The key is to match each of these groups with services that are likely to maximize their chance of finding work while keeping costs in check. Among the service levers that can be tailored for each segment: the types of support offered (such as a resumé-writing workshop, interview training, or IT skills training); the frequency of contact with an advisor (daily, weekly, or monthly); and the means of communication (such as face to face, telephone, or webcam) and associated financial arrangements. (See Exhibit 3.) And just as credit card companies use segmentation to price outsourced collections contracts, governments can use segmentation to determine payments and success fees for third-party welfare-to-work providers, based on the effort required to support the different groups.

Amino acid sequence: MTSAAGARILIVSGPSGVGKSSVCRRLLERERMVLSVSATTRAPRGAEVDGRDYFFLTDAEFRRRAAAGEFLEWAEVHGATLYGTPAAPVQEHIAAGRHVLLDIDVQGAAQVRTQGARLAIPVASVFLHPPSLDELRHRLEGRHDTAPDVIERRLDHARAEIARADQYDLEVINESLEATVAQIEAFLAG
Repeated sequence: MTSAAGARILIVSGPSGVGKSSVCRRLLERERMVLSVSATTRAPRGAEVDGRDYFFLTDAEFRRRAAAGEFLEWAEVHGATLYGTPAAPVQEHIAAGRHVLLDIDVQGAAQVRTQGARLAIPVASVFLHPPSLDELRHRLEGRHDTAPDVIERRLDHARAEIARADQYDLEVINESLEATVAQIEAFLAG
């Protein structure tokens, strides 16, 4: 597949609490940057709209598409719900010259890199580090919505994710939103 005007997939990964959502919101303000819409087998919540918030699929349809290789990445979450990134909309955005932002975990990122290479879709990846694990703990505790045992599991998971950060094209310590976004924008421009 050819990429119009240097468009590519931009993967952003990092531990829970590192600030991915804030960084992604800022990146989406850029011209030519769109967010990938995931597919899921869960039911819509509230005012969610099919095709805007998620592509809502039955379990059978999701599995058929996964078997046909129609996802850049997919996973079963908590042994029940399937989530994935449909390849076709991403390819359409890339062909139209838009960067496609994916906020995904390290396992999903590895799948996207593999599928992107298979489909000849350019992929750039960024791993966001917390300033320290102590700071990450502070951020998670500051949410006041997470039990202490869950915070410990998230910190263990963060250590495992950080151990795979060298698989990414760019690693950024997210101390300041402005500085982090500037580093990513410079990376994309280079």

exhibit

    Building such advanced models takes time, but in the credit card business the rewards are well worth the effort. By adopting a similar mindset, committed governments may be able to start reaping similar benefits. No doubt models that correctly predict customer behavior more than 80 percent of the time would be a great asset for most agencies.